In my twenties I hit the ground running, I was focused, zealous and fearless. Some would even say I ‘peaked’ too soon. I landed my dream job at the age of 23 and was on more money than my parents combined at 24, but by 25 it all came crashing down.
It wasn’t completely dire afterwards, though I had to rebuild. Everything I thought I knew was no longer.
I went from co-hosting a Sydney radio breakfast show which had me interviewing celebrities and getting dressed up for red carpet events to someone who worked at a newsagent, a clothes shop and a jewellery store just to make her rent.
Eventually, I got another job in radio, but it came with half the profile and therefore half the money: so I had to keep working one of my part-time gigs. I was also lucky enough to land a manager who booked me regular spots on national TV shows (which straight after I would run to the newsagents and be confronted by customers with: “Didn’t I just see you on TV?”).
Slowly but surely and by that, I mean with a hell of a lot of persistence and tears, everything went back to the way it had been. Bigger radio and TV jobs came along. Some would even say I was ‘back on top’.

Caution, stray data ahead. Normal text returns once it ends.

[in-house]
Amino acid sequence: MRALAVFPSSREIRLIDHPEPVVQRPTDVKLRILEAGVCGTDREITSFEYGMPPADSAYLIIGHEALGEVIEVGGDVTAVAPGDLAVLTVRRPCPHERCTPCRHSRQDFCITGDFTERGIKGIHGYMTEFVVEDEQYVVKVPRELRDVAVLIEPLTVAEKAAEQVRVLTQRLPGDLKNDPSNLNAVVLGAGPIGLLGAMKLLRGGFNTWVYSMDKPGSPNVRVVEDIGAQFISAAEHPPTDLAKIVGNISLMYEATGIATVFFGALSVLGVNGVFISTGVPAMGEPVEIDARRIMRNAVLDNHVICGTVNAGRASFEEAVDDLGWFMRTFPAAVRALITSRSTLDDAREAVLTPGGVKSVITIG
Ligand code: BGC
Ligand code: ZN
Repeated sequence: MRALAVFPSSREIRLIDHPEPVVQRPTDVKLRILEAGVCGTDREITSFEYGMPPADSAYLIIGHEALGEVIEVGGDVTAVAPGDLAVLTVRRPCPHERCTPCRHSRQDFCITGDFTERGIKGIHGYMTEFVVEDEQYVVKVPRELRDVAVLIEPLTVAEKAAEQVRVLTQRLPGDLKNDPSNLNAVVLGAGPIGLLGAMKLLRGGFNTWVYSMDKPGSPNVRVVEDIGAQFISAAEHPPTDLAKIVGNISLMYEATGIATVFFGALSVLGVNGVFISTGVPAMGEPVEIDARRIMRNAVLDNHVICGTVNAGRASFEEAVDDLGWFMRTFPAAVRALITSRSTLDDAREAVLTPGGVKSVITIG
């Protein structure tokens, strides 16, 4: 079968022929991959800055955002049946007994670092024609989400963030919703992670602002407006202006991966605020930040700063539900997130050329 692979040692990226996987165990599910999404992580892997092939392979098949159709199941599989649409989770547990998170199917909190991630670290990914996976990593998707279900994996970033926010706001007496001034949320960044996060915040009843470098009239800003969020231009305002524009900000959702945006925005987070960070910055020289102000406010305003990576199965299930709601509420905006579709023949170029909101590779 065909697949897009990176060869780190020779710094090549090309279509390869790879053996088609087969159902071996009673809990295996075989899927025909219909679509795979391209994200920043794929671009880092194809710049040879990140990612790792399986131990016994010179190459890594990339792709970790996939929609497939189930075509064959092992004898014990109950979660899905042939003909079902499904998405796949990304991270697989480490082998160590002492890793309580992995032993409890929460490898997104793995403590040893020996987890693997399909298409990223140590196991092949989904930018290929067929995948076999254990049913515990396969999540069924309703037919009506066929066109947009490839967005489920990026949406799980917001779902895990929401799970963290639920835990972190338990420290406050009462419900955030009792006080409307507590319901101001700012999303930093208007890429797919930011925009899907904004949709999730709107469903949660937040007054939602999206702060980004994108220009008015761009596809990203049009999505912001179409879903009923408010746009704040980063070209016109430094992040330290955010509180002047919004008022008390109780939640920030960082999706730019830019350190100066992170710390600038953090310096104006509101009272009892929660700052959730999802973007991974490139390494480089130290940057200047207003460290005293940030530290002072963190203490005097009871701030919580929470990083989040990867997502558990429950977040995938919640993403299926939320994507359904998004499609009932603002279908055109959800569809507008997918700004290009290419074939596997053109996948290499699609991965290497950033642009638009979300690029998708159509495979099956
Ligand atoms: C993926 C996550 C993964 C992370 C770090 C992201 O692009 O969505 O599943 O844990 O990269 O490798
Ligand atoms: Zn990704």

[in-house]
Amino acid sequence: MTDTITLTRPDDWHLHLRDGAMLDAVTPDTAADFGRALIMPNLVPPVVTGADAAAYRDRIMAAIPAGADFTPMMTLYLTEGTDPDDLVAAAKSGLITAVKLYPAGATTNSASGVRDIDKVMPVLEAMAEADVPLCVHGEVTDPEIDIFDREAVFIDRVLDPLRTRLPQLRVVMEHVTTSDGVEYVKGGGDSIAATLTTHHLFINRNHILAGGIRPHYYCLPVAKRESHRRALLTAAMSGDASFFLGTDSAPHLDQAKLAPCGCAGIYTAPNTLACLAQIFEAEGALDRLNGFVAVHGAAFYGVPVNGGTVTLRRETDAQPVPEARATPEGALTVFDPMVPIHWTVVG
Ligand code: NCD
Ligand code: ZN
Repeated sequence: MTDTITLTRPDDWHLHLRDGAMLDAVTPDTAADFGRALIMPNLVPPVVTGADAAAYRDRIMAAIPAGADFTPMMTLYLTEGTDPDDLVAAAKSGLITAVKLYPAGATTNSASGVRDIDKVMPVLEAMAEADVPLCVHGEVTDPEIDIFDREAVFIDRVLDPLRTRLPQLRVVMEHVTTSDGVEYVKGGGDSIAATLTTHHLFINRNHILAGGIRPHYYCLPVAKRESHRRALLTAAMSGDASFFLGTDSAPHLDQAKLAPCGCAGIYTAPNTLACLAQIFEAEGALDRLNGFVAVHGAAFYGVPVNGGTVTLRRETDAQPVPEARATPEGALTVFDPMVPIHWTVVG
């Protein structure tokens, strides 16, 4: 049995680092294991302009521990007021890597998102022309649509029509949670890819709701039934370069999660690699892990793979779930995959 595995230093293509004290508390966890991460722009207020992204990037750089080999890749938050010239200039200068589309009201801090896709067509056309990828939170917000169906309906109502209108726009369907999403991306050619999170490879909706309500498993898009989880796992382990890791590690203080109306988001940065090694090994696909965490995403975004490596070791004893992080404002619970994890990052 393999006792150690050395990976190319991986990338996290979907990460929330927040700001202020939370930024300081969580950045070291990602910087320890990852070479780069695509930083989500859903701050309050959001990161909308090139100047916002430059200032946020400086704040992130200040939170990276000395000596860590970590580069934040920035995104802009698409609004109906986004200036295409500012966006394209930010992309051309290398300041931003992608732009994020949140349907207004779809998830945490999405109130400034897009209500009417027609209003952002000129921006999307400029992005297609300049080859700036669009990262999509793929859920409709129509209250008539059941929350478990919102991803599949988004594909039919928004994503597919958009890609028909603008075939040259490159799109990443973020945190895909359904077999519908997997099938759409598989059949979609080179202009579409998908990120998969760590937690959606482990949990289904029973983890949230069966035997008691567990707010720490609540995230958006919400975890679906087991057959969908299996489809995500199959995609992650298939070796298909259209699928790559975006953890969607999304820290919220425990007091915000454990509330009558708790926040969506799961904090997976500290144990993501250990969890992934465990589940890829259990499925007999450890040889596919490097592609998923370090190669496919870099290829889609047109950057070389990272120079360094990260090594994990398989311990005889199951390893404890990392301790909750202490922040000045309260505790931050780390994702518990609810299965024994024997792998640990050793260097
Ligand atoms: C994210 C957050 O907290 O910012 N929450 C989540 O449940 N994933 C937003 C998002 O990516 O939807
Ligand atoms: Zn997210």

This definitely isn’t a bust out the violins story but, in my twenties, I thought I knew what it meant to struggle and to have ups and downs in my career.
Enter my thirties.
When I was 29, I left my life in Sydney and risked it all for a new, happier life in London. Looking back on it now I can understand why my friends were constantly saying “I don’t know how you’re doing this, I could never!”, “Are you fucking mad?”, “You brave bitch!” I was moving to a new city, with nowhere to live, no job prospects and no support network.
Also enter a new phase of my career: where I was basically starting all over again. I became familiar with the term the ‘British guard’ meaning: anything I did in Australia didn’t count unless I had done it in the UK. So, while I took meeting after meeting with different TV/production companies and radio stations, I was working in a pub earning a minimum wage of six pounds an hour, pouring beers, rolling cutlery and dodging mice.